- Firewall filtering and Internet Protocol security (IPsec) protection settings are integrated
- Exceptions that can be configured for Active Directory directory service accounts and groups, source and destination IP addresses, IP protocol number, source and destination Transmission Control Protocol (TCP) and User Datagram Protocol (UDP) ports, all or multiple TCP or UDP ports, specific types of interfaces, Internet Control Message Protocol (ICMP) and ICMP for IPv6 (ICMPv6) traffic by Type and Code, and for services.
Performance and Administration
Next-Generation TCP/IP Stack: Windows Server Longhorn will include a new implementation of the TCP/IP protocol suite known as the Next Generation TCP/IP stack. The Next Generation TCP/IP stack in Windows Server Longhorn is a complete redesign. Unlike Windows Server 2003, which used a "dual stack" architecture where each protocol had its own stack that had to be installed separately, Longhorn's redesigned TCP/IP will share common Transport and Framing layers and have both IPv4 and IPv6 enabled by default, so there is no need to install them separately.
Active Directory, Certificate, and Identity Services: Microsoft plans to rename existing services found in Windows Server and add other enhancements for managing user identity and access to Active Directory in Longhorn. Rights management, identity federation, and certificate services currently found in Windows Server 2003 will be moved into Active Directory. These changes are aimed at giving customers a unified experience for managing identity. Their plan also calls for integration with user-centric privacy controls called InfoCard.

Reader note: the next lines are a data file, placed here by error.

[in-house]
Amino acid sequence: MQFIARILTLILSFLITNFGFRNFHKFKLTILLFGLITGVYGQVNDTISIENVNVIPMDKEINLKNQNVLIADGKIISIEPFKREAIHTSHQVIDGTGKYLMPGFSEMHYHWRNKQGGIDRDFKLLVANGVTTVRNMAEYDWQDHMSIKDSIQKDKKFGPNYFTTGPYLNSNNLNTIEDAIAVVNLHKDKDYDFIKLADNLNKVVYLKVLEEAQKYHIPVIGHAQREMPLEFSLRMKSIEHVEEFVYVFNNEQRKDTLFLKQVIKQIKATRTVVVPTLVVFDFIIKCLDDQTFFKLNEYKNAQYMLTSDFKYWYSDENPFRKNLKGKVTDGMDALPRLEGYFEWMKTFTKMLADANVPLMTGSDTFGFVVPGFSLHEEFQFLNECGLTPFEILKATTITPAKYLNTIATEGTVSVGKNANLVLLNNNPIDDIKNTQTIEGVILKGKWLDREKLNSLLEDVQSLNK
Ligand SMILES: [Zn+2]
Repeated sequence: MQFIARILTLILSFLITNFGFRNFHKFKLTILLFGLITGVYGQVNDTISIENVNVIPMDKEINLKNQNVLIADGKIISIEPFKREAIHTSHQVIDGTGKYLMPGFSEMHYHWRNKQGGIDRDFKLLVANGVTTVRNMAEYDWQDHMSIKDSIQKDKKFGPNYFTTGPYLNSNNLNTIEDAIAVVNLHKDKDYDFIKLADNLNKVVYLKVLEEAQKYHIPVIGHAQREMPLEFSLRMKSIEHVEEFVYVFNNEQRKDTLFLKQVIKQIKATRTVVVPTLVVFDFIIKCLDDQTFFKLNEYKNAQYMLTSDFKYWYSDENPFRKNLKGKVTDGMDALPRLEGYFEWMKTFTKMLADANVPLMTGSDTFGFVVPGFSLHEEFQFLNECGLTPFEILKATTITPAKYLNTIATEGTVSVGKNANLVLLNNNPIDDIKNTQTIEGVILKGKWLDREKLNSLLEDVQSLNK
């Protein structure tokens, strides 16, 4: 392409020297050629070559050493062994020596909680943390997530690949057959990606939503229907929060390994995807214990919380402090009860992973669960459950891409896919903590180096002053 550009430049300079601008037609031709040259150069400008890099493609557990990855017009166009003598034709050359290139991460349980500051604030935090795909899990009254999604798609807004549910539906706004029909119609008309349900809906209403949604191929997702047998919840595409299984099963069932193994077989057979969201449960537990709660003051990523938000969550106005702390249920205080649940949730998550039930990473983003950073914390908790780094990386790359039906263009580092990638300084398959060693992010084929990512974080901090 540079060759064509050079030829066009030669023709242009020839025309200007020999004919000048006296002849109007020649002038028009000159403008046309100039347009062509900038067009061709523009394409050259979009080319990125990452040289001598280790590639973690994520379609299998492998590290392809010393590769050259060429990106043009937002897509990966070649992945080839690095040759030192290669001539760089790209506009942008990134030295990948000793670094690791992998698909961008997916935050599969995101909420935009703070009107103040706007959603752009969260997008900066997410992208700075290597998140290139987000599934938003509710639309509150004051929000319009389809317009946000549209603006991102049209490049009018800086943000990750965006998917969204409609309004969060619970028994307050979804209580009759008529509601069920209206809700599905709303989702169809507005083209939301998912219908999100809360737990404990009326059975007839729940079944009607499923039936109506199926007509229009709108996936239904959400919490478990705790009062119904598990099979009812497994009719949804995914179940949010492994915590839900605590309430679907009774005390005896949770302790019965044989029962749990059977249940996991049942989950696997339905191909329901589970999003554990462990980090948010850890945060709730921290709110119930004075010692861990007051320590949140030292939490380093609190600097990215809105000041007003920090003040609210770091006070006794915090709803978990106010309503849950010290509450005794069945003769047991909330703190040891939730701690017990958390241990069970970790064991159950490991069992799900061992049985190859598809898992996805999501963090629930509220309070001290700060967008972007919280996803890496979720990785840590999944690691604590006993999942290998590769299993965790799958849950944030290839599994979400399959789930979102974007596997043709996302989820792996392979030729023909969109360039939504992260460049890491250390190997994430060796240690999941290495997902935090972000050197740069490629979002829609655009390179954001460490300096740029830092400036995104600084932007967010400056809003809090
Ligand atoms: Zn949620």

As part of this "unification," Microsoft will rename several services currently in Windows Server and Active Directory to reflect their new streamlined approach to identity management.
- Active Directory Domain Controller will become Active Directory Domain Services
- Active Directory Application Mode will become Active Directory Lightweight Directory Services
- Windows Rights Management Services will become Active Directory Rights Management Services
- Windows Certificate Services will become Active Directory Certificate Services
- Identity Integration Feature Pack will become Active Directory Metadirectory Services
WinFS Storage Subsystem: Microsoft had planned to include this in its release of Windows Server Longhorn and Vista in 2006. Those release dates have now slipped to 2007, but Microsoft has promised to deliver add-ons for Windows XP and Windows Server 2003 in 2006.
Finally, the WinFS Storage Subsystem will replace the familiar Windows filesystem. It is also part of Microsoft's new WinFX set of APIs. WinFS is a filesystem with database-like indexing and retrieval capabilities. WinFS aims to make it easier to find and cross-reference information.